Web style guides emerged from the web’s evolution out of text-only webpages. In 1994, developers and early browser makers turned to the then-recently launched World Wide Web Consortium to enact standards for HTML specifications. With the creation of CSS in 1997, design and style on the web moved beyond its early limitations and into a very different (and seemingly limitless) world. But what works for 2015? Here are six stunning and essential style guides to help intone your next design.
The Modern Style Guide: Morten Rand-Hendriksen always has a finger on the pulse of web style. The Modern Style Guide focuses on all aspects of style and is a treasure trove of resources. Even a cursory reading will provide clear direction for your next website and siphon out any outdated ideas that may be lurking in your head. (Disclaimer: Morten is a contributor to the Media Temple Blog)
The BBC / Gel: “Design philosophy underpins everything we do as a user experience and design team.” Gel is the place where the BBC gives a peek under the hood to see how their multimedia-infused websites work flawlessly. From core site foundations (grids and mastheads) to the building blocks (typography and iconography), it’s easy to see not just “how” a design is achieved but “why” as well.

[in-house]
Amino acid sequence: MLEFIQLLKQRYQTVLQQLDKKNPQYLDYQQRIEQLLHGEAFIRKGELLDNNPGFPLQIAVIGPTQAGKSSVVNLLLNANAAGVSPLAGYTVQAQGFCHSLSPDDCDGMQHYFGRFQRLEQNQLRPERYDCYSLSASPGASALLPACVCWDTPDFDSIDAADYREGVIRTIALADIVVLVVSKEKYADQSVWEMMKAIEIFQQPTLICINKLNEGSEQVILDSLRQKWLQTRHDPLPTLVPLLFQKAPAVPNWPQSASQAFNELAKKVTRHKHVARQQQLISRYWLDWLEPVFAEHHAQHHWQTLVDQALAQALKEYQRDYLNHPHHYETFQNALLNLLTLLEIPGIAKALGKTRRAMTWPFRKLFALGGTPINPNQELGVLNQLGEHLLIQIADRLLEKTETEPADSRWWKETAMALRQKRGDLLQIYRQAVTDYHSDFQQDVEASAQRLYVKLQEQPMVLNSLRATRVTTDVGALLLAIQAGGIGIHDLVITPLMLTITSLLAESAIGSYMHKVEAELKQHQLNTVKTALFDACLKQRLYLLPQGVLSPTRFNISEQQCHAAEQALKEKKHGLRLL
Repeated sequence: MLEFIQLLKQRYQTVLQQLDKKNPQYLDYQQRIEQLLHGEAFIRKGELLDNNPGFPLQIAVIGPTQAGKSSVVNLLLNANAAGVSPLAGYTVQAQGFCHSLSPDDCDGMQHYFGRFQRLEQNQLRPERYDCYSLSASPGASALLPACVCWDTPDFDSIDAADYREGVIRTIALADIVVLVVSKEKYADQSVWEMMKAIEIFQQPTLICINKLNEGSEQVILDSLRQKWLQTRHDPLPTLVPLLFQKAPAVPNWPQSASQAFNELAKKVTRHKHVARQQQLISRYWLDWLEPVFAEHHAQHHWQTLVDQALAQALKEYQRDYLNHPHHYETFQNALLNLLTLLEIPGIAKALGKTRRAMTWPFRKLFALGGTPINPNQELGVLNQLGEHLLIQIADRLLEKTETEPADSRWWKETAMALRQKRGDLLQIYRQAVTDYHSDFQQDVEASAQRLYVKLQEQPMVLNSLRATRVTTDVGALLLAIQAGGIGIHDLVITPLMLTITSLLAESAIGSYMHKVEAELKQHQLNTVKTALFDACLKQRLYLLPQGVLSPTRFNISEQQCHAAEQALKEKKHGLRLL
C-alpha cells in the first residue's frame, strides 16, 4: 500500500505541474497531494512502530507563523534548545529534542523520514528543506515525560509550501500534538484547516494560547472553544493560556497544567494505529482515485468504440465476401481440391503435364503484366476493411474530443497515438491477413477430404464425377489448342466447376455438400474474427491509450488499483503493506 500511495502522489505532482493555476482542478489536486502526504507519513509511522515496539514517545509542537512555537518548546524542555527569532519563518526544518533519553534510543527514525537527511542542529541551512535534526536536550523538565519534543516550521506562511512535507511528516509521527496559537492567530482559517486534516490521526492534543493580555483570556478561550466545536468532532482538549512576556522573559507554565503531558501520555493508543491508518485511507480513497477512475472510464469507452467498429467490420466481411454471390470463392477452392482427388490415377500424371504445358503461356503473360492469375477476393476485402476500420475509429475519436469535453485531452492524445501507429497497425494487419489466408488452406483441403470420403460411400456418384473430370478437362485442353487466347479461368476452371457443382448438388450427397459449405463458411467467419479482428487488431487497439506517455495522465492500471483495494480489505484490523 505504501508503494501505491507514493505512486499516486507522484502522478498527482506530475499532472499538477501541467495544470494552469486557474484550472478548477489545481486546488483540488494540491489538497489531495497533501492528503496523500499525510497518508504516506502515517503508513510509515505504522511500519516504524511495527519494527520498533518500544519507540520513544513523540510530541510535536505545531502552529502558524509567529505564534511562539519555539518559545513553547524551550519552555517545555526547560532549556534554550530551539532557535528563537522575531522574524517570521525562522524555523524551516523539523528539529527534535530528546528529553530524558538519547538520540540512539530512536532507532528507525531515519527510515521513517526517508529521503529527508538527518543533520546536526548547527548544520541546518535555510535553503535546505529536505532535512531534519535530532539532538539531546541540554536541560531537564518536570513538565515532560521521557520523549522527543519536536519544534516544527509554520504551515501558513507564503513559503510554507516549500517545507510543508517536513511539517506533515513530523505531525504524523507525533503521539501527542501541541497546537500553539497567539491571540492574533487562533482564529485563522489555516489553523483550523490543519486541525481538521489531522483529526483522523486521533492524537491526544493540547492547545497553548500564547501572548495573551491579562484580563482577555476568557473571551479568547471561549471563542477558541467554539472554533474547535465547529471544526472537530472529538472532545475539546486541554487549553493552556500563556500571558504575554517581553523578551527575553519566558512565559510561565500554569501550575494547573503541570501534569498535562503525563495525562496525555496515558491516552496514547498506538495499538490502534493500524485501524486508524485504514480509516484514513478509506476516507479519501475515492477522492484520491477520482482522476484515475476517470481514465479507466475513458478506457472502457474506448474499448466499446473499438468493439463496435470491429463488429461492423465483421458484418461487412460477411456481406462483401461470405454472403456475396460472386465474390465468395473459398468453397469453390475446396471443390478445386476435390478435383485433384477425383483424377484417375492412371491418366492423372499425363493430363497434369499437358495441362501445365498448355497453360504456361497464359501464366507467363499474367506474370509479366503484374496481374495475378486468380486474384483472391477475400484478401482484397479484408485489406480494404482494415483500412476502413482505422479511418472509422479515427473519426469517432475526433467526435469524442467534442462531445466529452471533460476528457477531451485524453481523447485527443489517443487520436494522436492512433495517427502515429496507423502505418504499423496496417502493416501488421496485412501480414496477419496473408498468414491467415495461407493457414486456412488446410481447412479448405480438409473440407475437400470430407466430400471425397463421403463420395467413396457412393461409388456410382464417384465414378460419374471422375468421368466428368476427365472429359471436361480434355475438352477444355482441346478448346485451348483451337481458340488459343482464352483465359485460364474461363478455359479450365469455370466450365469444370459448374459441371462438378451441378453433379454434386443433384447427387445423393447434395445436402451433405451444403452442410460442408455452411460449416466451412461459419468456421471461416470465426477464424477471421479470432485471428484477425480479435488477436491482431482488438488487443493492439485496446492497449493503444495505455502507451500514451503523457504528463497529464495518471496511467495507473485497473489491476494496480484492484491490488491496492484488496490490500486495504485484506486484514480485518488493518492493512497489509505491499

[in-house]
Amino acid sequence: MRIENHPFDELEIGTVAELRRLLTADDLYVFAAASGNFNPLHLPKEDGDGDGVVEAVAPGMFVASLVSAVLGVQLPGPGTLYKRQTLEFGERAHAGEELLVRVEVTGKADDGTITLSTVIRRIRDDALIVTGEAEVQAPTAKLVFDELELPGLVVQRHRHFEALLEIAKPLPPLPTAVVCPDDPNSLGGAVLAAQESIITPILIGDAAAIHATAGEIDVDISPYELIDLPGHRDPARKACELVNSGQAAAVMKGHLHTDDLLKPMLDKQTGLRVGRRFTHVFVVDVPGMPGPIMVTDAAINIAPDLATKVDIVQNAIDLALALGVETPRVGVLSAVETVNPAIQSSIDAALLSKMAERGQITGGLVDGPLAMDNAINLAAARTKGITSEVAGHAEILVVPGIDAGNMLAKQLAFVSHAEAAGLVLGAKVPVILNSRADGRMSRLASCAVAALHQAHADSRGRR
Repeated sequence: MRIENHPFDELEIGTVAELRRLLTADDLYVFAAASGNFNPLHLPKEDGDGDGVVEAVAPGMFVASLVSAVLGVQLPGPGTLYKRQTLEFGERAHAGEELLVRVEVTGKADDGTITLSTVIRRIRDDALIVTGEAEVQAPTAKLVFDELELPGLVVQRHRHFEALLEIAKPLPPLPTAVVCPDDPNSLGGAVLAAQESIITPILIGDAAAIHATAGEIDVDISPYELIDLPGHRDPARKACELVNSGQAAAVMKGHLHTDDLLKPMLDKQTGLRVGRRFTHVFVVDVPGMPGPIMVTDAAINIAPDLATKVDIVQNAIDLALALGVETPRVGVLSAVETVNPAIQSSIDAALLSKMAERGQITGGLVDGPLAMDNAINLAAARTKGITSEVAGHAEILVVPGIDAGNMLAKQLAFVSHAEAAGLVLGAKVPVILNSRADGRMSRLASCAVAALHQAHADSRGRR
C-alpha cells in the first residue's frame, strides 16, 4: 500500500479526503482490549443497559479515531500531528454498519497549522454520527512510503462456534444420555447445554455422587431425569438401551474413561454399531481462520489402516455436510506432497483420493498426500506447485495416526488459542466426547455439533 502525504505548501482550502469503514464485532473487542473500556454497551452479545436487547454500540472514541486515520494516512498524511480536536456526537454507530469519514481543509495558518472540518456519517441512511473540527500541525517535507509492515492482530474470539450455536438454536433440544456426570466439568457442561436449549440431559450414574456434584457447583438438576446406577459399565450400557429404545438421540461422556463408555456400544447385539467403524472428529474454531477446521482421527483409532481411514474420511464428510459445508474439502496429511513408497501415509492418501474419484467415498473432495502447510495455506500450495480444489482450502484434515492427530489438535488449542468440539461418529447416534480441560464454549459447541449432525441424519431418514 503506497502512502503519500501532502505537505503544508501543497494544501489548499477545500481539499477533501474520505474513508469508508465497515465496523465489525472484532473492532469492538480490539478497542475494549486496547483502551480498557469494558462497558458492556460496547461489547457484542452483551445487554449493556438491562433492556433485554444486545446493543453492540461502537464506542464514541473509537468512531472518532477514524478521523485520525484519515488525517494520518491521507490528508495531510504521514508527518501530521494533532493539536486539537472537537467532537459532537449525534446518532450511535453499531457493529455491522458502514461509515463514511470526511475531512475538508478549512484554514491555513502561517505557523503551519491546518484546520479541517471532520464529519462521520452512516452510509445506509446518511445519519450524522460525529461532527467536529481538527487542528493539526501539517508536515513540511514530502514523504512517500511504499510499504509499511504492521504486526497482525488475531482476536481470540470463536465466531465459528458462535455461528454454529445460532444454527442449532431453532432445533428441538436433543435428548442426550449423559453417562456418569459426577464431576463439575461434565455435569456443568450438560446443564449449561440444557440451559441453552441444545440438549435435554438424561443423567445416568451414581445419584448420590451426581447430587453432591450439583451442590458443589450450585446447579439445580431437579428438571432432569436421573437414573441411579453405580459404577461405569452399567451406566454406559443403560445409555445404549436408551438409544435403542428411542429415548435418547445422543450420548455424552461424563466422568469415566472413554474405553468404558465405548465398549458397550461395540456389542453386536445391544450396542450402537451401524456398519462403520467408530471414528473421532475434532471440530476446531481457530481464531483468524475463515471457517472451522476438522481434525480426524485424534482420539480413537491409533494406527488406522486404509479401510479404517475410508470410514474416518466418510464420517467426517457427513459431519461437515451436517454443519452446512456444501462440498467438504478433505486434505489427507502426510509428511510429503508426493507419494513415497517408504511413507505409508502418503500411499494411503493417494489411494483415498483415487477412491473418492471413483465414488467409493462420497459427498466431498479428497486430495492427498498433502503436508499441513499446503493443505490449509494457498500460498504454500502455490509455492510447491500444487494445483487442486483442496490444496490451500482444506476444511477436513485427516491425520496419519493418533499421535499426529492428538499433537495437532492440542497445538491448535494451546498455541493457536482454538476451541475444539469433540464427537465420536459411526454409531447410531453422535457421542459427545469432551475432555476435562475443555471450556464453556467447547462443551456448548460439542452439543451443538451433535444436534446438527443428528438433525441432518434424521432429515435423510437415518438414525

Max Quattromani: A front-end developer out of Denver, Colorado, Max Quattromani has created a style guide that works equally well for independent developers and start-ups alike. The guide leaves no stone unturned with a great pastel-based color palette, eye-catching buttons and margins, and a set of best practices to wrap it all together.
The Guardian / Pasteup: The Guardian, the Pulitzer-winning Manchester newspaper, remains iconic whether in print or online. Pasteup is where their “globally recognized design language is turned into code for the web.” Complete with their base CSS, layout styles, and module library, appropriating one or two tricks from this team may catapult your design to the next level.
Argento: Great brand designs can be both impressive and instructive. Argento is certainly the latter with a fantastic style guide that can be applied across any branding or design project. Heaping responsibility into their branding (“When you buy Argento you buy Argentina and when we sell Argento we sell Argentina”, they boldly state) works beautifully when you consider every possible use case of your color palette, iconography, and logo.
How to Create A Style Guide: Ok, after reading all these style guides, have you found your own style? If not, why don’t you create your own style guide, then? Smashing Magazine is one of the best resources for web designers and developers, and this step-by-step breakdown of the essential elements of a style guide will set you well on your way to teaching the next generation of designers how it’s done.